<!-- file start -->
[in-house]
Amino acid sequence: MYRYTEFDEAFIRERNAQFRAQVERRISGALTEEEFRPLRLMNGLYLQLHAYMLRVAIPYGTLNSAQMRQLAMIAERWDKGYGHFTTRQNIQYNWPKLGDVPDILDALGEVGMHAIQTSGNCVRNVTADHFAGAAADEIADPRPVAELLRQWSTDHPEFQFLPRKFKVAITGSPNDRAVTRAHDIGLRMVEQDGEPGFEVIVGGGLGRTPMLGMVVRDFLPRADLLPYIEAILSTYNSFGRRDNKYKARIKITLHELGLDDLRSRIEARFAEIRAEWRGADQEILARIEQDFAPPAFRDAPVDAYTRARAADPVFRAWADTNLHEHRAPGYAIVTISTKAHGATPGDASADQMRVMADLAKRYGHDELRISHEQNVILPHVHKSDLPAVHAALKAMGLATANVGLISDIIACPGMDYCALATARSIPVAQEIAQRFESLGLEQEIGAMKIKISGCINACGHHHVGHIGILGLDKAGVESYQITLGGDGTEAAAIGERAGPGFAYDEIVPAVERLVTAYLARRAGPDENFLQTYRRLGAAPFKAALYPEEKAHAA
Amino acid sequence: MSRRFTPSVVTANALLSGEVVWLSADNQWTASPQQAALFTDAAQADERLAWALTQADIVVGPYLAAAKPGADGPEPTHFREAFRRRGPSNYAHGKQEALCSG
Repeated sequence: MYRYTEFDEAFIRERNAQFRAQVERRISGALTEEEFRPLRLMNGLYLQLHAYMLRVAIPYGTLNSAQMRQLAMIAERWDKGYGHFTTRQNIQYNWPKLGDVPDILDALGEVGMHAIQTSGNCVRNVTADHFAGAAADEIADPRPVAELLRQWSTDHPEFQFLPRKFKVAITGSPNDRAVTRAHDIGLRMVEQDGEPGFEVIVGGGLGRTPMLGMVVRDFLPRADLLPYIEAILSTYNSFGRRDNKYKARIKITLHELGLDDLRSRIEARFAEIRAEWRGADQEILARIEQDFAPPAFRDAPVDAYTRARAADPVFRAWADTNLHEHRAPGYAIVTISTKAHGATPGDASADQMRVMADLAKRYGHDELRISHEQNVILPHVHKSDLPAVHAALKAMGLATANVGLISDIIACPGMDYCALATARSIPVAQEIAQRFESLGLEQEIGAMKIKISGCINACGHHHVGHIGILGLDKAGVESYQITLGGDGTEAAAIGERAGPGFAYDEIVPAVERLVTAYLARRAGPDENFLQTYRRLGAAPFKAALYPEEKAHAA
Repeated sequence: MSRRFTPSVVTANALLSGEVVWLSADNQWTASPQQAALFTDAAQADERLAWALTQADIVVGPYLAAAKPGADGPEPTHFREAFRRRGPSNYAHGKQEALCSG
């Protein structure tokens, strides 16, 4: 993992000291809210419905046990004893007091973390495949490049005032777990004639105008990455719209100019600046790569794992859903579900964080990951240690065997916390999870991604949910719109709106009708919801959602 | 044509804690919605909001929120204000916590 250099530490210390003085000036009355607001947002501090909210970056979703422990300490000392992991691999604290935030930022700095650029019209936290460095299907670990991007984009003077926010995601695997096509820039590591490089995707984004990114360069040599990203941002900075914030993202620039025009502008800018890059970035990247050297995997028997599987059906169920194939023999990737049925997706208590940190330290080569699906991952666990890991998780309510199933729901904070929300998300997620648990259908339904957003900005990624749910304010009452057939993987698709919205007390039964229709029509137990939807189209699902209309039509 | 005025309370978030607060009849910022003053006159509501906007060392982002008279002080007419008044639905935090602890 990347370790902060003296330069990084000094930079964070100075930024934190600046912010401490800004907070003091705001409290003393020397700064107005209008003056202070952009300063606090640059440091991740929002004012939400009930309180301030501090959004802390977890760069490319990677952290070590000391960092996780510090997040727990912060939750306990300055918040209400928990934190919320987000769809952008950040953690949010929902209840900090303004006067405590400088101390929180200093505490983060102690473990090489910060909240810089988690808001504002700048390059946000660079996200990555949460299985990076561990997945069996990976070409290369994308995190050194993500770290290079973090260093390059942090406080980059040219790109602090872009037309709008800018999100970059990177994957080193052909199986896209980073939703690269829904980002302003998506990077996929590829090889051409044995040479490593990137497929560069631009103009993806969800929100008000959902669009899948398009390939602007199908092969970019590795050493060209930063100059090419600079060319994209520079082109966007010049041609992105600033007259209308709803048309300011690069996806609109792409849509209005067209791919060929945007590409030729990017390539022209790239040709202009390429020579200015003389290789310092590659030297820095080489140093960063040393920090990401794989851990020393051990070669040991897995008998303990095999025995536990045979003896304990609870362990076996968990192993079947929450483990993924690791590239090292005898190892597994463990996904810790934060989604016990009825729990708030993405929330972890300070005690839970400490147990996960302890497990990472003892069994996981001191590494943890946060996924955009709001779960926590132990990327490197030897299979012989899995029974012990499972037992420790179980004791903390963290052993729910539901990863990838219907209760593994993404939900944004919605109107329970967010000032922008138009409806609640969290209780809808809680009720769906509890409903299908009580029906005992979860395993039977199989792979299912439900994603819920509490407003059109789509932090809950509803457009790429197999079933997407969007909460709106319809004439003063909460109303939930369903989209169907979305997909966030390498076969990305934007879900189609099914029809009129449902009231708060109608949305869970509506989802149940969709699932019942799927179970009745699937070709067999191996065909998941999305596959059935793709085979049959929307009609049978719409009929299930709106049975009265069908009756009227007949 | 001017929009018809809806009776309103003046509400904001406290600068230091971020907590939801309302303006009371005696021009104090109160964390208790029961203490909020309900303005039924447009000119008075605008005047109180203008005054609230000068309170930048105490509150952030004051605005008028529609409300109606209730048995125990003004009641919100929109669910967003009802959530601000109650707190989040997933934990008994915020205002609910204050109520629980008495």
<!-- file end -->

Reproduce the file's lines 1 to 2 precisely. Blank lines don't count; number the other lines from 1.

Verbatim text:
[in-house]
Amino acid sequence: MYRYTEFDEAFIRERNAQFRAQVERRISGALTEEEFRPLRLMNGLYLQLHAYMLRVAIPYGTLNSAQMRQLAMIAERWDKGYGHFTTRQNIQYNWPKLGDVPDILDALGEVGMHAIQTSGNCVRNVTADHFAGAAADEIADPRPVAELLRQWSTDHPEFQFLPRKFKVAITGSPNDRAVTRAHDIGLRMVEQDGEPGFEVIVGGGLGRTPMLGMVVRDFLPRADLLPYIEAILSTYNSFGRRDNKYKARIKITLHELGLDDLRSRIEARFAEIRAEWRGADQEILARIEQDFAPPAFRDAPVDAYTRARAADPVFRAWADTNLHEHRAPGYAIVTISTKAHGATPGDASADQMRVMADLAKRYGHDELRISHEQNVILPHVHKSDLPAVHAALKAMGLATANVGLISDIIACPGMDYCALATARSIPVAQEIAQRFESLGLEQEIGAMKIKISGCINACGHHHVGHIGILGLDKAGVESYQITLGGDGTEAAAIGERAGPGFAYDEIVPAVERLVTAYLARRAGPDENFLQTYRRLGAAPFKAALYPEEKAHAA